Friday, December 21, 2007

Revised Analysis of Indian Sites

This, the last posting for the next several days, is a bit of an omnibus.

First, on behalf of April, Scott, Pete, and myself, we wish all of our readers a wonderful holiday and a healthy and rewarding new year.

Second, for anyone who has had a problem with the main website (, Dionisios (Dio) Kavadias has effected repairs. Dio created the website prior to leaving the company for graduate work at the University of Chicago. He happened to be in town when Scott informed me of some problems with the site. Hopefully it will function satisfactorily.

Third: the draft report for our first phase of work at Port Tobacco is finished. It has to wend its way through some channels, but I expect to send copies to property owners and partners in the next week or so.

Finally, since we now have some preliminary analysis completed, I offer the following observations on some of our findings. Many of our upcoming postings will draw from the draft report. To start, let's take a second look at the prehistoric finds. Now that we have corrected the catalogue, our analyses will be more accurate. In the image above you see contour lines that represent the simulated distributions of aboriginal stone tools and the waste flakes created as a byproduct of stone tool making. You will recall from a previous posting that we use a computer program to project, or simulate, distributions based on the finds in our shovel tests.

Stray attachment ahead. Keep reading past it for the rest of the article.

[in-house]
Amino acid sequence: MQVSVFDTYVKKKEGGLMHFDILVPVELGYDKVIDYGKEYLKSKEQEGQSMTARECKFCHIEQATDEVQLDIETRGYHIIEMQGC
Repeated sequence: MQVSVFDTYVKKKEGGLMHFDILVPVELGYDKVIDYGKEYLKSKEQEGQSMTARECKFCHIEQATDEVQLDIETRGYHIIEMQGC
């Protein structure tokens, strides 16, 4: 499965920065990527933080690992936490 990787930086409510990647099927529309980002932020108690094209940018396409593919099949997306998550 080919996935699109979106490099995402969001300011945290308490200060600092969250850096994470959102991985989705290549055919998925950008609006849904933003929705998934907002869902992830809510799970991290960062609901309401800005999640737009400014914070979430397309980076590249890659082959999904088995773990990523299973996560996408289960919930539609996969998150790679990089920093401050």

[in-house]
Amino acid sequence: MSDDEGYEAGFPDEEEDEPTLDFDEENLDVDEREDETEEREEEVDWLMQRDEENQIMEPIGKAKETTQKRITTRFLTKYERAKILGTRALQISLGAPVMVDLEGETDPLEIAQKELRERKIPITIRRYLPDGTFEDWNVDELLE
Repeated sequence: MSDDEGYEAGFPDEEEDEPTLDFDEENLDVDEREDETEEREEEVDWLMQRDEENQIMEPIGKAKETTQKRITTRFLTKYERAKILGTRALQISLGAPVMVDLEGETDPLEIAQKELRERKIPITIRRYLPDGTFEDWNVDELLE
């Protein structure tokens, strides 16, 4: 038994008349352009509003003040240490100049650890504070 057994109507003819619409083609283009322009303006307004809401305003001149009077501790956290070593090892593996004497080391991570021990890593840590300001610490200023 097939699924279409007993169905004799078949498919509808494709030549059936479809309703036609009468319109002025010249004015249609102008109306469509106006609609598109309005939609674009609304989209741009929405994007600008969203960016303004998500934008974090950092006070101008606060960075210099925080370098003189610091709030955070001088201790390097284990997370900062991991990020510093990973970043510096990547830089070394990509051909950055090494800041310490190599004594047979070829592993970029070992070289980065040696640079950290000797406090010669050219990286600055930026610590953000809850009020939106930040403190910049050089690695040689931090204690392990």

Overall, the distributions haven't changed too much...they are just clearer. There are several clusters of material that indicate the presence of Native American sites. They form an arc that extends eastward from the river, possibly suggesting that the river bank similarly curved to the east during the Woodland periods, 500 to 2000 years ago. Each concentration of material warrants additional study, preferably with series of excavation units, perhaps 5 ft by 5 ft squares. Perhaps over the winter we will conduct a more exhaustive study of the materials we have already collected from the shovel tests in each of these clusters.

So what do Indian sites occupied centuries before European colonization have to do with our study of a Colonial town? Well, first off, Native American cultures are no less important than those of Europeans: they deserve the same attention, and the same respect. Secondly, we are very interested in learning how the landform now occupied by Port Tobacco has been changing, both before and with the onset of European settlement. The distributions of aboriginal materials relative to the river, existing topography, and various types of sediments could prove very useful in reconstructing the recent geology of this portion of the floodplain.


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